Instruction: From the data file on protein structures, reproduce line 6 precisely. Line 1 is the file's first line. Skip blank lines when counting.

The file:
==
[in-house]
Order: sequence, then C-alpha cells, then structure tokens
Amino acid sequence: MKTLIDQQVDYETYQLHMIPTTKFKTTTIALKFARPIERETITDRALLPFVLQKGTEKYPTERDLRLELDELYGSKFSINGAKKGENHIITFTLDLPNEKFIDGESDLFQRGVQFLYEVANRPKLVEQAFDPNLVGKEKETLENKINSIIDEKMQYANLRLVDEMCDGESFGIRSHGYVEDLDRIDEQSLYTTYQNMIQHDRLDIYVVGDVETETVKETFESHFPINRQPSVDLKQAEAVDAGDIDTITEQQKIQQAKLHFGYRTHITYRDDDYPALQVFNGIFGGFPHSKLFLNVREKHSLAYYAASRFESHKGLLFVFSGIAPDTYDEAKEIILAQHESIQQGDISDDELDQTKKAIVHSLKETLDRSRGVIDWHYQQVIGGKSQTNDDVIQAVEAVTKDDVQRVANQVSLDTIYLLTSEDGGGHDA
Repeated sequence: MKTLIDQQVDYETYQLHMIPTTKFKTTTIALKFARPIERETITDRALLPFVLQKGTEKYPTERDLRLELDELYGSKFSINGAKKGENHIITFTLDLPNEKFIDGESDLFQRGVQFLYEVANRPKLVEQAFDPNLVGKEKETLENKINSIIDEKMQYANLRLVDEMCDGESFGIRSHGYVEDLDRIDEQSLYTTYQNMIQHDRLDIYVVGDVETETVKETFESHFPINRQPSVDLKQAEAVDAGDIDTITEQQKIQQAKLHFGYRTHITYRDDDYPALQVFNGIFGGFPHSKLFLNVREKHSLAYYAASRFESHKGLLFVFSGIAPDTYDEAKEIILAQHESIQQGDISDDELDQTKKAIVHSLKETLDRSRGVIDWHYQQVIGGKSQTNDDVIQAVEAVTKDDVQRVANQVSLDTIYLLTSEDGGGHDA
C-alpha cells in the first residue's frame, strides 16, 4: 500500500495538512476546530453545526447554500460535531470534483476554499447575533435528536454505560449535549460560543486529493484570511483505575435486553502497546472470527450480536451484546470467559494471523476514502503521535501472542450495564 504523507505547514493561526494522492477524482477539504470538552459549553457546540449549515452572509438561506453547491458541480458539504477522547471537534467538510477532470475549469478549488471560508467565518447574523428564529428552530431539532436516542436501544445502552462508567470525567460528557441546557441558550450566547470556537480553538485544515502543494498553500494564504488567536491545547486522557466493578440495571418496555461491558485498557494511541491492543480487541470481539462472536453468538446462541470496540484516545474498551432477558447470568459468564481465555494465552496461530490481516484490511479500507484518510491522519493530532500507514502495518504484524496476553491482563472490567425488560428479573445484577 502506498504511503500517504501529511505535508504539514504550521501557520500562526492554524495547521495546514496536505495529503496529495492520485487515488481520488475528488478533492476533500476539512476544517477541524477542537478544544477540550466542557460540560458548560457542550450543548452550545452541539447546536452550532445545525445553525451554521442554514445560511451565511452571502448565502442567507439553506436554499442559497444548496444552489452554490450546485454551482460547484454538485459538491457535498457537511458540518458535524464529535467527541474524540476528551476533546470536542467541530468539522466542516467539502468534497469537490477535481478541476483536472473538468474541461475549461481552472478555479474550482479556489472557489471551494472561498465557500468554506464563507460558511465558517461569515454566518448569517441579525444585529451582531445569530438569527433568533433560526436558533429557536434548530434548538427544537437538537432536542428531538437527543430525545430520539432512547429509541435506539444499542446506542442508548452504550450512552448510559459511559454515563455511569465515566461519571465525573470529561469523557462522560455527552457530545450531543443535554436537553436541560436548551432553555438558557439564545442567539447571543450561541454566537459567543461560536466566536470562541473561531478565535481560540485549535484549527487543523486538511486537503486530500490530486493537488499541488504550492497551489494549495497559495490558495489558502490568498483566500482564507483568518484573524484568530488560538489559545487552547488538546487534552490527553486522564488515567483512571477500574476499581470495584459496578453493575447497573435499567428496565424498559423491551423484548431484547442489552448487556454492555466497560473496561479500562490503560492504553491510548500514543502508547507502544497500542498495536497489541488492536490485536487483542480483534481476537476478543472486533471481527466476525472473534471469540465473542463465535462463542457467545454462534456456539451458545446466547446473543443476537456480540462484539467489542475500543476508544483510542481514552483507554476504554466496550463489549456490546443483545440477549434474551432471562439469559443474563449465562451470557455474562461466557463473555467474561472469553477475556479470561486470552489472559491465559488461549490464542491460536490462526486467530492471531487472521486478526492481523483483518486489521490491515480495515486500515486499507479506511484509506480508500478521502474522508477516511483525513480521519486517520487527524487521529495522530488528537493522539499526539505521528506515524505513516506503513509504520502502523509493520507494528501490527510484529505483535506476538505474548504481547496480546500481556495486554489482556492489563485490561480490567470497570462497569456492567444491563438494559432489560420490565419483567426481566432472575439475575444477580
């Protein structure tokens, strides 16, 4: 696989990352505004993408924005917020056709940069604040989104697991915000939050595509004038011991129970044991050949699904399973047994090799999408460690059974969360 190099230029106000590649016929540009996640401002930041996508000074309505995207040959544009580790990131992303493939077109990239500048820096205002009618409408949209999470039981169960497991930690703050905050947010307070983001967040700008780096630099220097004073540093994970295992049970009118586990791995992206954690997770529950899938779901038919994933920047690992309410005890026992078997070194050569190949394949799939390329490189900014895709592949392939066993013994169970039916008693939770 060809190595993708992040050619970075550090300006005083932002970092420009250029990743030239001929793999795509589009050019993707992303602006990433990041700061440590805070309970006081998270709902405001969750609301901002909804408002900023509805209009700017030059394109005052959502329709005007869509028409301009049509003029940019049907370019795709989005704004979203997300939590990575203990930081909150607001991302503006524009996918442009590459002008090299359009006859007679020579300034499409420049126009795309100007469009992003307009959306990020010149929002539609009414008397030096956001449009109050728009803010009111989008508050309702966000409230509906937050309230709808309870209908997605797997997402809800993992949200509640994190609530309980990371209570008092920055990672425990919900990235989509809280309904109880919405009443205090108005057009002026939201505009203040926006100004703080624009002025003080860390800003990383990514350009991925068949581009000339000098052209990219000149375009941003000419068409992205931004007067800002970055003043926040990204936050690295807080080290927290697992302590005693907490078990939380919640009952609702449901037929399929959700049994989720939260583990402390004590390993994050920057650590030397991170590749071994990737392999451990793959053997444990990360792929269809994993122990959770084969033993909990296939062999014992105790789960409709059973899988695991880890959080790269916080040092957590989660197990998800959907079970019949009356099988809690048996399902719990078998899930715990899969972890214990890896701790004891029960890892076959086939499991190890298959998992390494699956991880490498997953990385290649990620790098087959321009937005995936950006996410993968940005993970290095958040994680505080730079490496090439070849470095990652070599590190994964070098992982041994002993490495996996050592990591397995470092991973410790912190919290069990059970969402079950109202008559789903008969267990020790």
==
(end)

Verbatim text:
């Protein structure tokens, strides 16, 4: 696989990352505004993408924005917020056709940069604040989104697991915000939050595509004038011991129970044991050949699904399973047994090799999408460690059974969360 190099230029106000590649016929540009996640401002930041996508000074309505995207040959544009580790990131992303493939077109990239500048820096205002009618409408949209999470039981169960497991930690703050905050947010307070983001967040700008780096630099220097004073540093994970295992049970009118586990791995992206954690997770529950899938779901038919994933920047690992309410005890026992078997070194050569190949394949799939390329490189900014895709592949392939066993013994169970039916008693939770 060809190595993708992040050619970075550090300006005083932002970092420009250029990743030239001929793999795509589009050019993707992303602006990433990041700061440590805070309970006081998270709902405001969750609301901002909804408002900023509805209009700017030059394109005052959502329709005007869509028409301009049509003029940019049907370019795709989005704004979203997300939590990575203990930081909150607001991302503006524009996918442009590459002008090299359009006859007679020579300034499409420049126009795309100007469009992003307009959306990020010149929002539609009414008397030096956001449009109050728009803010009111989008508050309702966000409230509906937050309230709808309870209908997605797997997402809800993992949200509640994190609530309980990371209570008092920055990672425990919900990235989509809280309904109880919405009443205090108005057009002026939201505009203040926006100004703080624009002025003080860390800003990383990514350009991925068949581009000339000098052209990219000149375009941003000419068409992205931004007067800002970055003043926040990204936050690295807080080290927290697992302590005693907490078990939380919640009952609702449901037929399929959700049994989720939260583990402390004590390993994050920057650590030397991170590749071994990737392999451990793959053997444990990360792929269809994993122990959770084969033993909990296939062999014992105790789960409709059973899988695991880890959080790269916080040092957590989660197990998800959907079970019949009356099988809690048996399902719990078998899930715990899969972890214990890896701790004891029960890892076959086939499991190890298959998992390494699956991880490498997953990385290649990620790098087959321009937005995936950006996410993968940005993970290095958040994680505080730079490496090439070849470095990652070599590190994964070098992982041994002993490495996996050592990591397995470092991973410790912190919290069990059970969402079950109202008559789903008969267990020790």